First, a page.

Apparently, none of this is unique. The Washington Post tells us there have been similar cases in Oakland, Chicago, Atlanta, and in Citrus County and Coral Springs, Florida. The victims have been both male and female.

And so, we reap the fruit of our own short-sightedness. In their hysteria over drugs and sanguine surety that only guilty people need worry about their rights, too many of us have watched with acquiescence the steady erosion of the freedoms that stand between us and a police state. The government arrogates unto itself the power to seize a person’s money without even bringing charges, the Supreme Court gives police unfettered power to stop cars on any pretext in order to hunt for drugs, police stop and frisk — and cuff and beat — without probable cause, and some of us shrug and say, so what?

Well, this is what: Charnesia Corley ends up humiliated and sexually assaulted, spread-eagle on the ground with our collective fingers up her individual private parts. Apparently, some of us find that less terrifying than 0.02 ounces of pot.

It is past time those somnambulant people woke up to what is happening here, to what is being stolen. Drugs are a danger, yes. But in response to that danger, we have accorded police too much deference, leeway and power. That observation is not about disrespecting them, but requiring that they respect us, the people they work for.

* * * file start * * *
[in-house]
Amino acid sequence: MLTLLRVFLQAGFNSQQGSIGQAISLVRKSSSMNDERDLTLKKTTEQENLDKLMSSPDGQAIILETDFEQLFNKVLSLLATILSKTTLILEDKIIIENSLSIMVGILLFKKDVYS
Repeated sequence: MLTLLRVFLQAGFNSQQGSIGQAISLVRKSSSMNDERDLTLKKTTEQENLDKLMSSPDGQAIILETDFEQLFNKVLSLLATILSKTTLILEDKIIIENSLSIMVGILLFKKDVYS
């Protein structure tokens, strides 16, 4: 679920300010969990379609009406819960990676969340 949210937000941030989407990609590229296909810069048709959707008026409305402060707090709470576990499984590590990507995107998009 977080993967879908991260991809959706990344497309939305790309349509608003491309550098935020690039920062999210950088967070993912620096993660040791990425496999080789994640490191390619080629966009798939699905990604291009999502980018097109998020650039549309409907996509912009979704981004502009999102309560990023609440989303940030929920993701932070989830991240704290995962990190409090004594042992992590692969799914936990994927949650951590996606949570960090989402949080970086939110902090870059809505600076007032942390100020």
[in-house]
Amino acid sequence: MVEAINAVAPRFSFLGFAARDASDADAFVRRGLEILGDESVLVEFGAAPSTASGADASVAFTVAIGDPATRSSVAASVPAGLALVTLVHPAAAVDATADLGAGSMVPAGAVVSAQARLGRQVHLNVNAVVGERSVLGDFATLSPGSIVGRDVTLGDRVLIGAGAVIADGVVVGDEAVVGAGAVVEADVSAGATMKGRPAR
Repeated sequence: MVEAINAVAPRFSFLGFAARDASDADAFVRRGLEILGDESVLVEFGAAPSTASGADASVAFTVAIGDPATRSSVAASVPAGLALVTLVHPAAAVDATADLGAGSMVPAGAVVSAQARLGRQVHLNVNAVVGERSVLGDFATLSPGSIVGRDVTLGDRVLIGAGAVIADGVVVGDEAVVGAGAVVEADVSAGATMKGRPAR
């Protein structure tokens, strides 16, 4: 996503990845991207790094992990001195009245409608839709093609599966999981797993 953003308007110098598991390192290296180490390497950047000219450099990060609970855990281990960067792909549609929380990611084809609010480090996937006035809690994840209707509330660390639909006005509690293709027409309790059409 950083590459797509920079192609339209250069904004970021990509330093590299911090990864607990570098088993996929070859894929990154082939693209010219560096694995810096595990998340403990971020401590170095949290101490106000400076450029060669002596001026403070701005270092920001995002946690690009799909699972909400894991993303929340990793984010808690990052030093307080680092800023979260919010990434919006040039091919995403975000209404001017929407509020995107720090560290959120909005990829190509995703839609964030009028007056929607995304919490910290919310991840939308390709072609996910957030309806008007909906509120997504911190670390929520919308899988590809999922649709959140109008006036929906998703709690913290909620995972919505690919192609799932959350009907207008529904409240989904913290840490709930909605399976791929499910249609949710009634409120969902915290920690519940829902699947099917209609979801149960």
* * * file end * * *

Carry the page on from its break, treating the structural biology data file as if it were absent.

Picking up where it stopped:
There is, not to put too fine a point on it, zero respect in a sheriff’s deputy publicly poking her fingers into another woman’s vagina — on suspicion, mind you, of marijuana possession. How can you reconcile that with the Fourth Amendment? You can’t.

“I can do what I want to do.” So the deputy reportedly told Corley. And that should scare you.

Because it wasn’t just arrogant. It was also, apparently, correct.

(Leonard Pitts is a columnist for The Miami Herald, 1 Herald Plaza, Miami, FL, 33132. Readers may contact him via email at lpitts@miamiherald.com.)